At 8:02am on Friday, my day off came crashing down. That is pretty dramatic, but I assure you my disappointment was overwhelming for a few moments. At 8:02, Bob called me to tell me school was cancelled. Some disturbed child in a neighboring district had texted a friend (or snapchatted, idk) a picture of multiple guns nestled in a pile of clothing or bedding, with the caption “don’t go to school tmrw.” So all the schools shut down for the day, which I am grateful for (despite my personal disappointment).

Grant was able to go to Y Care, which is an amazing program, lead by wonderful and loving folks who help the kids with remote school (as needed), and activities, crafts, and plenty of play time.

The twins needed to come home, of course, so I spent the day making sure they went to their Teams classes. One of the students asked during one lesson why school was abruptly remote that day. The teacher paused a moment and said, “because something happened in the community,” which I thought was a very reasonable response, to a bunch of 10-y-os.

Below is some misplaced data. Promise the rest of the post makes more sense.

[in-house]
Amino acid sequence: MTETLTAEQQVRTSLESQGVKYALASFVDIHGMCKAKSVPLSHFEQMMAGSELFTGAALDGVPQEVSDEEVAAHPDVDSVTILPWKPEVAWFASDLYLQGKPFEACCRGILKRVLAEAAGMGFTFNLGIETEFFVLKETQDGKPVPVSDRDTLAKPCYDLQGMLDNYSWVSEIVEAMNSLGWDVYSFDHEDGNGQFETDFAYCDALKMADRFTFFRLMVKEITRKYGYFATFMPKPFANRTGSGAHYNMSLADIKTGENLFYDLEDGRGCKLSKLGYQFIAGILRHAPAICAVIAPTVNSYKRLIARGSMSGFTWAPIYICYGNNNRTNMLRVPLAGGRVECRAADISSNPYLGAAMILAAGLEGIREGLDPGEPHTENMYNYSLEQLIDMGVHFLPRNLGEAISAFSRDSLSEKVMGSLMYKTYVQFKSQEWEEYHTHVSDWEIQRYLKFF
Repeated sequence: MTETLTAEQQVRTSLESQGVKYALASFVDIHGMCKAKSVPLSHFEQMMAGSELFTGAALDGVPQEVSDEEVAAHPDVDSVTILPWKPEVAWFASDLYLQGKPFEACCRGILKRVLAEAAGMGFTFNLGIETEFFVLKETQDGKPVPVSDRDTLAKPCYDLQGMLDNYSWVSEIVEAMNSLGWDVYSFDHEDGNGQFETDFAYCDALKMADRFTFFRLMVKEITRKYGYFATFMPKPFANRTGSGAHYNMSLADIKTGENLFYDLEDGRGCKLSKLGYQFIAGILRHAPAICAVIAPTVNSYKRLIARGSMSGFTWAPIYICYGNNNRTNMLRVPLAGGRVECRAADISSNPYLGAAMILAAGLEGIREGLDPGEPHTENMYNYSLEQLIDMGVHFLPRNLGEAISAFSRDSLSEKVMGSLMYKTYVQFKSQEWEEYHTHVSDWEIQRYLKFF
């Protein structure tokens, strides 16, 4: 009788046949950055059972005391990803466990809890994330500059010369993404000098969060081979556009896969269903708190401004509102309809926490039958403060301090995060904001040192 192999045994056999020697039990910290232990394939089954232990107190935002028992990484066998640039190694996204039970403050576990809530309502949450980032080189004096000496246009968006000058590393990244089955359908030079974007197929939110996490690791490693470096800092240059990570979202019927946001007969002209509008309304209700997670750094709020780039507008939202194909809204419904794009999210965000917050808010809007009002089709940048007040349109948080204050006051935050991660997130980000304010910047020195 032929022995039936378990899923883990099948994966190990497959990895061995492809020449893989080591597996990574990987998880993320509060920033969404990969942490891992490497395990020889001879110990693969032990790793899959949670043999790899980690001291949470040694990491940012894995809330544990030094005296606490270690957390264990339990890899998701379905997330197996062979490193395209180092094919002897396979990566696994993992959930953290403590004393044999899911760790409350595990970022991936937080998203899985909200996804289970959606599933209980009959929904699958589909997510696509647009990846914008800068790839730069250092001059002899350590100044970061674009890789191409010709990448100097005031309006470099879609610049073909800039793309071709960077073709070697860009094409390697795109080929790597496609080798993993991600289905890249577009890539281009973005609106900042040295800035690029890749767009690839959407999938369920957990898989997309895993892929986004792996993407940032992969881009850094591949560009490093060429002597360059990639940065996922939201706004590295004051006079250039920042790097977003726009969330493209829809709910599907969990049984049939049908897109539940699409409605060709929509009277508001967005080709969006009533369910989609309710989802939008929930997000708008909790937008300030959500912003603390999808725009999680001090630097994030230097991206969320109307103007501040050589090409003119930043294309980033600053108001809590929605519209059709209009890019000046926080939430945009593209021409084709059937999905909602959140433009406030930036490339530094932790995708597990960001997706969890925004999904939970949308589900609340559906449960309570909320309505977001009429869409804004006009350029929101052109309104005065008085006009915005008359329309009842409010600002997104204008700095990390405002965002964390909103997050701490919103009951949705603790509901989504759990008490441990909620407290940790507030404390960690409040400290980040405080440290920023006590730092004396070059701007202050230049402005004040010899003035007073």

Between being the twins’ bell schedule for the day, I got to eavesdrop on their lessons. Eleanor volunteered to read often in her classes, and did a really good job (I am biased, but also right about this!) – she was so animated and emphasized words and added inflection to smooth understanding. I’m not sure how she pre-read each sentence to understand how to read the passage so well, but she must have somehow. It was really pretty joyous to watch.

And twice I had to bust her for reading her book she had on the table next to her iPad because she was doing some side-reading during class.